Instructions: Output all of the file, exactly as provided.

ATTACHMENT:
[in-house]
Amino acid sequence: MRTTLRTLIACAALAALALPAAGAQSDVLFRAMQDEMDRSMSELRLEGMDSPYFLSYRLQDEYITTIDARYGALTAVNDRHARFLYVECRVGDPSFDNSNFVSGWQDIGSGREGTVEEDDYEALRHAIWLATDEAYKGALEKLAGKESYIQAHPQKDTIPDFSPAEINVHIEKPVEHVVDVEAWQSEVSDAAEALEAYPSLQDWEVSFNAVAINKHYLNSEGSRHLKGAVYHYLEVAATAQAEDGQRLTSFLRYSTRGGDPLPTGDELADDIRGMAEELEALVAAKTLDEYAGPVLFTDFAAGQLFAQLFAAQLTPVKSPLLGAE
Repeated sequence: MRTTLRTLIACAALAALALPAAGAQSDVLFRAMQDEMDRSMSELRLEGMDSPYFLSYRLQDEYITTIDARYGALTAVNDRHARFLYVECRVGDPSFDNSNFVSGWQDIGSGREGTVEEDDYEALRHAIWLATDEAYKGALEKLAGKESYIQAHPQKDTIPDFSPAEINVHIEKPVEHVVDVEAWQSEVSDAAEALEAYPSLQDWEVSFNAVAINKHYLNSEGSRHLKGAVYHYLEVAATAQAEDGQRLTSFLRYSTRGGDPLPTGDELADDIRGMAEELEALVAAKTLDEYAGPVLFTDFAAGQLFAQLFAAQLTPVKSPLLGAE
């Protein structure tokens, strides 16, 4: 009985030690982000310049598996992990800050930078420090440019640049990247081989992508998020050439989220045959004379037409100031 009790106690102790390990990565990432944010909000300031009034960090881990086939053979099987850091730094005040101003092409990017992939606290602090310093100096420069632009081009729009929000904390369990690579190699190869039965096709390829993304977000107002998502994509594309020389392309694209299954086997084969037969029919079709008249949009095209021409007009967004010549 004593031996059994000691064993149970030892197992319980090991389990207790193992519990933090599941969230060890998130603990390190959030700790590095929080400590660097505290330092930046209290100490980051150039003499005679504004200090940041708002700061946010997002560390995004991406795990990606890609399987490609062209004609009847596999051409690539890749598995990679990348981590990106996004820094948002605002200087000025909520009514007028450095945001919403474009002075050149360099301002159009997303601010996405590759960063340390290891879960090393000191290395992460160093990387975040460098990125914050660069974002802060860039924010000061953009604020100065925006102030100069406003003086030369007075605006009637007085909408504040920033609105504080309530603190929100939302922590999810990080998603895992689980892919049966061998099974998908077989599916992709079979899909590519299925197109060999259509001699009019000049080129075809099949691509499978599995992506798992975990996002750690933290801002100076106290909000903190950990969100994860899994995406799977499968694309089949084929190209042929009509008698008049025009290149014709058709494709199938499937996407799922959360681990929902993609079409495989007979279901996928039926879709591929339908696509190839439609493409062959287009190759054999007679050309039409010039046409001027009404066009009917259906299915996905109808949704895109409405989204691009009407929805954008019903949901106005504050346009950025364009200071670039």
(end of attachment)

[in-house]
Amino acid sequence: MRTTLRTLIACAALAALALPAAGAQSDVLFRAMQDEMDRSMSELRLEGMDSPYFLSYRLQDEYITTIDARYGALTAVNDRHARFLYVECRVGDPSFDNSNFVSGWQDIGSGREGTVEEDDYEALRHAIWLATDEAYKGALEKLAGKESYIQAHPQKDTIPDFSPAEINVHIEKPVEHVVDVEAWQSEVSDAAEALEAYPSLQDWEVSFNAVAINKHYLNSEGSRHLKGAVYHYLEVAATAQAEDGQRLTSFLRYSTRGGDPLPTGDELADDIRGMAEELEALVAAKTLDEYAGPVLFTDFAAGQLFAQLFAAQLTPVKSPLLGAE
Repeated sequence: MRTTLRTLIACAALAALALPAAGAQSDVLFRAMQDEMDRSMSELRLEGMDSPYFLSYRLQDEYITTIDARYGALTAVNDRHARFLYVECRVGDPSFDNSNFVSGWQDIGSGREGTVEEDDYEALRHAIWLATDEAYKGALEKLAGKESYIQAHPQKDTIPDFSPAEINVHIEKPVEHVVDVEAWQSEVSDAAEALEAYPSLQDWEVSFNAVAINKHYLNSEGSRHLKGAVYHYLEVAATAQAEDGQRLTSFLRYSTRGGDPLPTGDELADDIRGMAEELEALVAAKTLDEYAGPVLFTDFAAGQLFAQLFAAQLTPVKSPLLGAE
């Protein structure tokens, strides 16, 4: 009985030690982000310049598996992990800050930078420090440019640049990247081989992508998020050439989220045959004379037409100031 009790106690102790390990990565990432944010909000300031009034960090881990086939053979099987850091730094005040101003092409990017992939606290602090310093100096420069632009081009729009929000904390369990690579190699190869039965096709390829993304977000107002998502994509594309020389392309694209299954086997084969037969029919079709008249949009095209021409007009967004010549 004593031996059994000691064993149970030892197992319980090991389990207790193992519990933090599941969230060890998130603990390190959030700790590095929080400590660097505290330092930046209290100490980051150039003499005679504004200090940041708002700061946010997002560390995004991406795990990606890609399987490609062209004609009847596999051409690539890749598995990679990348981590990106996004820094948002605002200087000025909520009514007028450095945001919403474009002075050149360099301002159009997303601010996405590759960063340390290891879960090393000191290395992460160093990387975040460098990125914050660069974002802060860039924010000061953009604020100065925006102030100069406003003086030369007075605006009637007085909408504040920033609105504080309530603190929100939302922590999810990080998603895992689980892919049966061998099974998908077989599916992709079979899909590519299925197109060999259509001699009019000049080129075809099949691509499978599995992506798992975990996002750690933290801002100076106290909000903190950990969100994860899994995406799977499968694309089949084929190209042929009509008698008049025009290149014709058709494709199938499937996407799922959360681990929902993609079409495989007979279901996928039926879709591929339908696509190839439609493409062959287009190759054999007679050309039409010039046409001027009404066009009917259906299915996905109808949704895109409405989204691009009407929805954008019903949901106005504050346009950025364009200071670039």